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Unalaska Community Center Plans For After-School Programs

Laura Kraegel/KUCB

Unalaska's Community Center is planning to open registration for after-school programs later this week, although officials say an exact date has not yet been finalized. 

Albert Burnham, recreation manager with the Department of Parks, Culture, and Recreation said after much deliberation, consideration of health regulations in response to the coronavirus, and discussion with the city, he and PCR staff have decided to go ahead with modified programs that will take place at Eagle's View Elementary Achigaalux and Unalaska High School. 

"The school has graciously agreed to let us use some space in those facilities," said Burnham. "Which is more space than we would be able to provide here at the Community Center for all of those kids." 

Burnham said that their KinderCamp program—which held its registration last spring—will be held at the elementary school and for now, only 10 kindergarteners will be enrolled, as opposed to the usual 12. There will be a modified PCR360 program as well, which is for first through fourth grade, and 15 spots will be available. In the program at the high school, Burnham said they can enroll 20 students, grades five through eight. He said the programs for first through eighth grade will no longer be drop-in based, to ensure capacity is not exceeded. High school students can call ahead to make reservations in the teen room and other facilities at the Community Center as well. 

Everything will be registration-based to ensure that staff and children can practice safe social distancing, according to Burnham. And eventually the PCR is hoping to expand upon these after-school programs and open registration for some youth sports as well, which Burnham said he considers a vital resource for children and the community.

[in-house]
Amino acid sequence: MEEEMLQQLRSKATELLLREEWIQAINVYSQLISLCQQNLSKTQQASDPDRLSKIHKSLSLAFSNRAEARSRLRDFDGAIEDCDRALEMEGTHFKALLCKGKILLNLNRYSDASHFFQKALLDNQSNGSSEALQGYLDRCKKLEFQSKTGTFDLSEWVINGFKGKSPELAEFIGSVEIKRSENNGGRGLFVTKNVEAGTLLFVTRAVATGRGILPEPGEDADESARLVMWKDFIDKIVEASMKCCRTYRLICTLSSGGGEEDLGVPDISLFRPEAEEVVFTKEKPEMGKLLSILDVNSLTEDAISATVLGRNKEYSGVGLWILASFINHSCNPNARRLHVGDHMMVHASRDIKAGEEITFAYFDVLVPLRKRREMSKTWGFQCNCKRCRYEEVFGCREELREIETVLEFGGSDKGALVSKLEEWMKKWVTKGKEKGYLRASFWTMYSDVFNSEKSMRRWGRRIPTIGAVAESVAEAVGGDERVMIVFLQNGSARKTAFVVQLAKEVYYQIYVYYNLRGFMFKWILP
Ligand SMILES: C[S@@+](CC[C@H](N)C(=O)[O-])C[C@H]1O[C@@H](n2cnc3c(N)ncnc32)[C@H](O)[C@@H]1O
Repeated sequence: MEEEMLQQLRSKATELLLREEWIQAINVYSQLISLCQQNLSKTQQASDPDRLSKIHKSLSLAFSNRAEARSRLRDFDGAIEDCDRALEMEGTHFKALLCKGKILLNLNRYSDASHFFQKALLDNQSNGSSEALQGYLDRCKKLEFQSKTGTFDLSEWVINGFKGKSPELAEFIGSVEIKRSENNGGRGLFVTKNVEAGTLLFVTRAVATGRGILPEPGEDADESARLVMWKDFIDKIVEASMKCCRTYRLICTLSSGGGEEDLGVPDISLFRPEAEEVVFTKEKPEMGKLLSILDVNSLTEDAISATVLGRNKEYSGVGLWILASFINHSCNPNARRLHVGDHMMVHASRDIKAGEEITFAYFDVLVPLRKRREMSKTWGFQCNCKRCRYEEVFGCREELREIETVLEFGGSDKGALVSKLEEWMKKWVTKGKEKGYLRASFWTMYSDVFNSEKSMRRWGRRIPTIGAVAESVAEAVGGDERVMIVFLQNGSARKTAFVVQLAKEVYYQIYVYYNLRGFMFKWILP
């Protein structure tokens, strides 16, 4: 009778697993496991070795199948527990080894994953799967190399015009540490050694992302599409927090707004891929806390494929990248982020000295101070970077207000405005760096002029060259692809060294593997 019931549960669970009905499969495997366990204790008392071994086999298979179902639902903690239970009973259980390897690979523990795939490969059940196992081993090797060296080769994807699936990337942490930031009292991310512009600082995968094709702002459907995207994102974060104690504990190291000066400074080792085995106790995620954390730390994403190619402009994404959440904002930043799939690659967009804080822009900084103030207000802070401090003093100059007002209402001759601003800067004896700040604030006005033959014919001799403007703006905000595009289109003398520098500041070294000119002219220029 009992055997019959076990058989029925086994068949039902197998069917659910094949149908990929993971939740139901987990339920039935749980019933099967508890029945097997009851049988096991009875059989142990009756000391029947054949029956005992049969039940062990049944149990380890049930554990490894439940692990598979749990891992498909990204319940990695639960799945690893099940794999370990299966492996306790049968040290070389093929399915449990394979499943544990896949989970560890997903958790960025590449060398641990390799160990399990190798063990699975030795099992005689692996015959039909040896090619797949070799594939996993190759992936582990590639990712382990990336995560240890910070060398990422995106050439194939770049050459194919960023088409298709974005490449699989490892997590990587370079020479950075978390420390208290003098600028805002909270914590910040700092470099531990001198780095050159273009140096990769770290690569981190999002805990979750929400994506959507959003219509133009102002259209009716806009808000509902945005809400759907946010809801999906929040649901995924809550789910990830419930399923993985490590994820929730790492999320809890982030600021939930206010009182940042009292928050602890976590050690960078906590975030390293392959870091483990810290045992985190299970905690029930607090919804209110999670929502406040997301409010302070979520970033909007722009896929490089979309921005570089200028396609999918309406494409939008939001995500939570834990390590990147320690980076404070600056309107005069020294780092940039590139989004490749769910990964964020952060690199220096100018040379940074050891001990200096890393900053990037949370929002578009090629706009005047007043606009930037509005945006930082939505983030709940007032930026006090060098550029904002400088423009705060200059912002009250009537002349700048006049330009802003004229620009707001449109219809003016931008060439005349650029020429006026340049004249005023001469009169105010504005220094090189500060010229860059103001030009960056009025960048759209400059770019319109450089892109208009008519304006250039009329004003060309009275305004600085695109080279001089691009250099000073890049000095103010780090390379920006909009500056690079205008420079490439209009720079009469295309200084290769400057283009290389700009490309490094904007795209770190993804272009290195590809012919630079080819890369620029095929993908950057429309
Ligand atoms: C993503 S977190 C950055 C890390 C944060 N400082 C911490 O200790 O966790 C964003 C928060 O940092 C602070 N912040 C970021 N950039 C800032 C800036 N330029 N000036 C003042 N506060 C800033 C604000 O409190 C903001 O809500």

"As we were looking at the numbers today, it's [going to be] difficult—just managing the number of students per staff," said Burnham. "And we do have a small staff, but we're going to do everything we can do to accommodate as many kids as possible, because we know how important this is to folks." 

The PCR does plan to bring on an additional emergency-hire staff member using funding Burnham said will likely come through the city’s COVID-19 response funds, allotted through the CARES Act grant. Burnham did not say when the PCR plans to bring the new staff member on board.

As he and his staff figure out how to best safely provide after-school programs, Burnham asked that the community remain patient. He suggested keeping an eye on the PCR's Facebook page to find out when the registration process will begin, as well as to learn about other programming the PCR may begin offering. 


Hailing from Southwest Washington, Maggie moved to Unalaska in 2019. She's dabbled in independent print journalism in Oregon and completed her Master of Arts in English Studies at Western Washington University — where she also taught Rhetoric and Composition courses.
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